Author(s): Roseborrough A, Lebec M
Abstract Share this page
Abstract BACKGROUND: The increasingly popular sport of rock climbing is an activity which predisposes participants to overuse injuries. The unique physical demands associated with climbing, as well as a reported 33\%-51\% incidence of shoulder injuries in these athletes is suggestive of abnormalities in scapulohumeral biomechanics. OBJECTIVE: To examine the glenohumeral to scapulothoracic (GH:ST) ratio, as represented by end range static positions (ERSP) of the scapula and humerus, in a group of rock climbers and compare it to a group of non-climbers. METHODS: The GH:ST ratio of twenty-one experienced rock climbers was compared with 40 non-climbers using a bubble inclinometer to measure scapular upward rotation at the subjects' maximum glenohumeral elevation. RESULTS: As represented by ERSP, rock climbers had a significantly greater GH:ST ratio than non-climbers. The mean ratio of climbers was 3.7:1 compared with non-climbers at 2.8:1. Scapulothoracic motion appeared to be the source of this difference. DISCUSSION AND CONCLUSION: A possible explanation for this difference could be related to the extreme and prolonged positioning associated with rock climbing maneuvers that result in shoulder musculature imbalances in strength and flexibility.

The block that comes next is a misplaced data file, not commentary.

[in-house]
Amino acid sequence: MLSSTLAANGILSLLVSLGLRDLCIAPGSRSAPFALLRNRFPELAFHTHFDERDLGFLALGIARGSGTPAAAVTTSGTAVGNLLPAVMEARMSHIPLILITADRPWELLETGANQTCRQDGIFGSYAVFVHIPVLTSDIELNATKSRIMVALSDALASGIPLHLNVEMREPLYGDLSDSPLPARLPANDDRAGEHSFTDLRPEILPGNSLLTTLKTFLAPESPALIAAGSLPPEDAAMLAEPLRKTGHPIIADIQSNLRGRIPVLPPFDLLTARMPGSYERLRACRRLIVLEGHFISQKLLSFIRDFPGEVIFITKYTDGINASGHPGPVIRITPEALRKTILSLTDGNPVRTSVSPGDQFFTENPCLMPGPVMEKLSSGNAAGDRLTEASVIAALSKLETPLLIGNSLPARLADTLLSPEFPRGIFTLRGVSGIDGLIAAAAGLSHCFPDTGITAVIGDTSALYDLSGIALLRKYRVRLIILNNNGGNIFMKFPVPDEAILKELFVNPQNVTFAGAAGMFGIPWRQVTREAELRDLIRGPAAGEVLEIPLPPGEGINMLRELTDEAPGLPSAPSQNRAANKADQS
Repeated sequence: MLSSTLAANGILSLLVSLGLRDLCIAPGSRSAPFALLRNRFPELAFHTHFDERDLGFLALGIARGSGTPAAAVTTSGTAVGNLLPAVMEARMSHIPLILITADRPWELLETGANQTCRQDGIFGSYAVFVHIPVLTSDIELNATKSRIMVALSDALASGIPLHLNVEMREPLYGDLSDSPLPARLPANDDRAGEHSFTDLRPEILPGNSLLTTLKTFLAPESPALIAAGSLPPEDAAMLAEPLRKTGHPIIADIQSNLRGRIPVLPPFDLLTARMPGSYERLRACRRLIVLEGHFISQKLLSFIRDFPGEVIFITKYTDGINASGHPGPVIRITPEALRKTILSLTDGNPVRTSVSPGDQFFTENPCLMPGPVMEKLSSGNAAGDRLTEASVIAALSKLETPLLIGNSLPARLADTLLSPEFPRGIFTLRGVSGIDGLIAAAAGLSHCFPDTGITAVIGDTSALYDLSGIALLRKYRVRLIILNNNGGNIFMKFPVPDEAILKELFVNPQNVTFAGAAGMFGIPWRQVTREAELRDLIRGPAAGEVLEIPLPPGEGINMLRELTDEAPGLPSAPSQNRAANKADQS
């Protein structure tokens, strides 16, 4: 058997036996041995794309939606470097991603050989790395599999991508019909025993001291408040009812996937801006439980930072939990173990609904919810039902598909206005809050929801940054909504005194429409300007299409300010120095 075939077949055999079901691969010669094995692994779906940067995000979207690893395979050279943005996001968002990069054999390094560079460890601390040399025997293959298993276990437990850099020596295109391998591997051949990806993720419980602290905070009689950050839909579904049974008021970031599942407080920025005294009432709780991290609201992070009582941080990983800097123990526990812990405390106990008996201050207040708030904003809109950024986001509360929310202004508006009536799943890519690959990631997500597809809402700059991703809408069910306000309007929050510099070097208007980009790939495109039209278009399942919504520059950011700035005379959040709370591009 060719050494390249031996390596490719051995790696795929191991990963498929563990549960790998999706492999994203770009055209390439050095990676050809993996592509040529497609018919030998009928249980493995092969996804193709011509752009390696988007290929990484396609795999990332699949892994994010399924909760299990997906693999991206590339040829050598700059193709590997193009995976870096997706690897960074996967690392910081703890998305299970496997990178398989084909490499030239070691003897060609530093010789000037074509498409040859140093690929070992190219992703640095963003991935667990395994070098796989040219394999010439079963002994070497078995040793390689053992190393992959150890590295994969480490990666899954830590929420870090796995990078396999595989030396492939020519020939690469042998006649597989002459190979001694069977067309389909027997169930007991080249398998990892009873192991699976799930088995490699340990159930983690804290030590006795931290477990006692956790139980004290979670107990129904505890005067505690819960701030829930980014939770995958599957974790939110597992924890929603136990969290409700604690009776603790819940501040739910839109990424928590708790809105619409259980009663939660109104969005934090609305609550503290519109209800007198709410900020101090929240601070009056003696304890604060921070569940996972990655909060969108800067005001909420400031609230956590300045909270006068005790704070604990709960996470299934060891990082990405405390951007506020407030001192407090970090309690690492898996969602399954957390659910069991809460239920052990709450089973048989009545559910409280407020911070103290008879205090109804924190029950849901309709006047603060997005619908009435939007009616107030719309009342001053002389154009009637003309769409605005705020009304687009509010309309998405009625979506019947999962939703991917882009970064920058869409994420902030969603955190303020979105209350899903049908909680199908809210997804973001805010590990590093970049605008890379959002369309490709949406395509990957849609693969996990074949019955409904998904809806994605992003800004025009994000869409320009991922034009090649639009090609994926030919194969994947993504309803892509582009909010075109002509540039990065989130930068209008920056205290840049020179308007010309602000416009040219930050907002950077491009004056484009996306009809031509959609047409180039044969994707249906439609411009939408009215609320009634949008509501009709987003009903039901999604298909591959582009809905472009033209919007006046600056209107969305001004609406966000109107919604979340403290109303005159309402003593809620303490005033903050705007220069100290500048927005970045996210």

This article was published in N Am J Sports Phys Ther
and referenced in Journal of General Practice